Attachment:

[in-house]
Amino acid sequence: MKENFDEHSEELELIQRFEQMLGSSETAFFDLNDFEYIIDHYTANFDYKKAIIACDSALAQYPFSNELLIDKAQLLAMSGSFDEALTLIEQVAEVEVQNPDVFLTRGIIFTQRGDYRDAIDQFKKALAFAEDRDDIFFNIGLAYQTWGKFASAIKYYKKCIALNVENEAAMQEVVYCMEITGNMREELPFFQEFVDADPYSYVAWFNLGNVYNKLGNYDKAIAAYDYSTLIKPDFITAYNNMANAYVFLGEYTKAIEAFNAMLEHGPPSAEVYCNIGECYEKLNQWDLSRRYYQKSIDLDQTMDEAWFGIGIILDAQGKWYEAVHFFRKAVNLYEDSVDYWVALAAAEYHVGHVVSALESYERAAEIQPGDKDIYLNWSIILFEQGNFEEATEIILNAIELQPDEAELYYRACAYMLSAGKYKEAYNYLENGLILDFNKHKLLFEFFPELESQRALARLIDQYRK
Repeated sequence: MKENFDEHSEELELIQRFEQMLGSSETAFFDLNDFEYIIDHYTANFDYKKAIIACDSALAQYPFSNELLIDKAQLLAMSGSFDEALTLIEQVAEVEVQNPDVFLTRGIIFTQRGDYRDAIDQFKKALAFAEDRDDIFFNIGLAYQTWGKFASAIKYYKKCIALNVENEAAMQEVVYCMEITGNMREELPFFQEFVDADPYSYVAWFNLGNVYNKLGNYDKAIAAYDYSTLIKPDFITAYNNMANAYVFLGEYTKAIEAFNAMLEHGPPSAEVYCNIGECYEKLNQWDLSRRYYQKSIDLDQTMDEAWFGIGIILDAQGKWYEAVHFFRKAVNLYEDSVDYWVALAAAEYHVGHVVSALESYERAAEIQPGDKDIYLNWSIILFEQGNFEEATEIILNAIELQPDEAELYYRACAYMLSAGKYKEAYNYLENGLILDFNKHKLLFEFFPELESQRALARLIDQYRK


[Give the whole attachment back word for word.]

[in-house]
Amino acid sequence: MKENFDEHSEELELIQRFEQMLGSSETAFFDLNDFEYIIDHYTANFDYKKAIIACDSALAQYPFSNELLIDKAQLLAMSGSFDEALTLIEQVAEVEVQNPDVFLTRGIIFTQRGDYRDAIDQFKKALAFAEDRDDIFFNIGLAYQTWGKFASAIKYYKKCIALNVENEAAMQEVVYCMEITGNMREELPFFQEFVDADPYSYVAWFNLGNVYNKLGNYDKAIAAYDYSTLIKPDFITAYNNMANAYVFLGEYTKAIEAFNAMLEHGPPSAEVYCNIGECYEKLNQWDLSRRYYQKSIDLDQTMDEAWFGIGIILDAQGKWYEAVHFFRKAVNLYEDSVDYWVALAAAEYHVGHVVSALESYERAAEIQPGDKDIYLNWSIILFEQGNFEEATEIILNAIELQPDEAELYYRACAYMLSAGKYKEAYNYLENGLILDFNKHKLLFEFFPELESQRALARLIDQYRK
Repeated sequence: MKENFDEHSEELELIQRFEQMLGSSETAFFDLNDFEYIIDHYTANFDYKKAIIACDSALAQYPFSNELLIDKAQLLAMSGSFDEALTLIEQVAEVEVQNPDVFLTRGIIFTQRGDYRDAIDQFKKALAFAEDRDDIFFNIGLAYQTWGKFASAIKYYKKCIALNVENEAAMQEVVYCMEITGNMREELPFFQEFVDADPYSYVAWFNLGNVYNKLGNYDKAIAAYDYSTLIKPDFITAYNNMANAYVFLGEYTKAIEAFNAMLEHGPPSAEVYCNIGECYEKLNQWDLSRRYYQKSIDLDQTMDEAWFGIGIILDAQGKWYEAVHFFRKAVNLYEDSVDYWVALAAAEYHVGHVVSALESYERAAEIQPGDKDIYLNWSIILFEQGNFEEATEIILNAIELQPDEAELYYRACAYMLSAGKYKEAYNYLENGLILDFNKHKLLFEFFPELESQRALARLIDQYRK